ROME, Italy — He probably doesn't know it but Agim Zanaj has been very lucky, so far.
Since the day he arrived to Italy from Albania, in 1994, the country in which he chose to live has become steadily richer, with GDP growing more than 50 percent in the last 15 years, according to the OECD.
He has had to work hard, taking jobs most Italians didn't want. He has worked in furniture factories, water treatment plants and warehouses as a night watchman. All along, he has been an employee of the "social cooperatives" that rent workers to businesses as they need them and keep part of their pay.
He and his brother, Edmond, who moved across the Adriatic Sea with him back in 1994, have been able to make a decent living in Italy. They have brought the family in from Albania and sent the kids to school. With a mortgage from a local bank, they even bought a house in 2005.
All this now seems to be over. Edmond lost his job in 2008, Agim at the end of April. Edmond's wife, who worked as house helper for an elderly woman, has been laid off too. Now the bills are piling up and even if mortgage payments are suspended — thanks to one of the government's crisis-relief measures — they will start again in six months.
On top of that, Agim's residence permit, which allows him to live and work in Italy, won't be renewed unless he finds a new job. “Me and my brother," he said without a hint of irony, "we are thinking of going back to Albania and start a new life there.”
He won't, however, be taking the thousands of euros paid directly from his salary into a state pension fund; Italian law states that cannot be reclaimed until the worker is 65.
The case of the Zanaj brothers is not unusual. According to an analysis on national demographics by Andrea Stuppini, an immigration expert, 77,000 foreigners lost their jobs in Italy in 2009.
Under Italian law, workers have just six months to find a new job before their status is changed to that of an illegal immigrant.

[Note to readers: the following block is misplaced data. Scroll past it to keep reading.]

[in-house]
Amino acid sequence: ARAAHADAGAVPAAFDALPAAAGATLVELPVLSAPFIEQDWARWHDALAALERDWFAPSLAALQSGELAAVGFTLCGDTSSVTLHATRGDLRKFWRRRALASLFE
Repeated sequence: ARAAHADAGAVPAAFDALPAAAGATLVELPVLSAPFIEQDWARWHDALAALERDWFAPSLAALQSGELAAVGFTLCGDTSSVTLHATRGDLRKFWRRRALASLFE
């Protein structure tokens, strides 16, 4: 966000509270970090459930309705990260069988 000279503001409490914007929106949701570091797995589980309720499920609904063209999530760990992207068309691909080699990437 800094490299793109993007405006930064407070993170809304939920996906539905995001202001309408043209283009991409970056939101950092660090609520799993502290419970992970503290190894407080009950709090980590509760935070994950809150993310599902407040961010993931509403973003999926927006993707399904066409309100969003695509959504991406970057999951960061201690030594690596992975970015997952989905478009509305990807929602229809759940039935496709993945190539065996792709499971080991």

According to Caritas, a Catholic charity, there are now 126,000 more "illegal aliens" in Italy than the year before, up by nearly 50 percent. Most of them, according to data, are former "legals" who have lost their jobs. They have chosen to stay in the country, working in the informal economy.
Others have entered the country illegally, despite toughened immigration laws and enhanced policing in the Mediterranean Sea to stop boats filled with foreigners — mainly Africans — from reaching Italian shores. Some manage to get visas for seasonal work — such as picking tomatoes in Campania or Sicily, or wine grapes during harvest — and then overstay.
“Their hope is that they will eventually land a 'real' contract, which will allow them to ask for a permit,” said Pino Gulia, who works with immigrants for Acli, a labor organization. He says some immigrants accept to pay taxes and pension contributions their employers should pay to the state, in exchange for a legal contract that gives them the right to stay.
“When you are laid off, there are endless ways to arrange things in order to get your permit renewed,” he said, noting the creativity of Italian employers and of immigrants. The problem is the money: jobs in the underground economy pay much less.
Moreover, the construction sector, where illegal immigrants are most in demand, has been hit hard by the financial crisis.
“I am not that worried about the permit,” Agim said. “The problem is the crisis: it is much worse than they say. I have looked everywhere, and there are no jobs and no money.” He is still formally an employee of the social cooperative, but he is paid only when he works. This month, he said, he worked 50 hours in total; the one before, he did not work any hours at all.
In his former company, most of the workers were foreigners just like him. They were the first ones to be shed, while the few Italians were luckier. For Gulia, "small businesses prefer to lay off immigrants first."
"It's not discrimination but rather a social necessity: the foreigners will leave, eventually, while the Italians stay, and you don't want to be pointed at in the community as 'the one who fired the Italian but kept the Cameroonian in,'" Gulia said.
For him, many of the immigrants who for now are trying to stay, making ends meet in the informal economy or with "fake jobs," will eventually leave. “Most will do this in autumn or next year, when the real impact of the crisis on the real economy will be felt.”
“We'll stay until September or October. If we don't find a job by then, we'll throw in the towel,” Agim said. "The real shock will be for my brothers' kids; they hardly speak Albanian now. Luckily, I don't have a family.”
There is a final, ironic twist in Agim's story. In his years in Italy, he has been paying pension contributions to the state worth thousands of euros. But according to Italian law, he won't be allowed to reclaim this money before he is 65, even if he leaves the country for good. According to Stuppini's analysis, the contributions of immigrants who have already left Italy are worth around 200 million euros. And this sum is bound to grow.
Agim said he didn't even know about his pension money, which is withheld automatically from his salary. "You know how it is with immigrants," he said, with calm resignation. "They take advantage of them."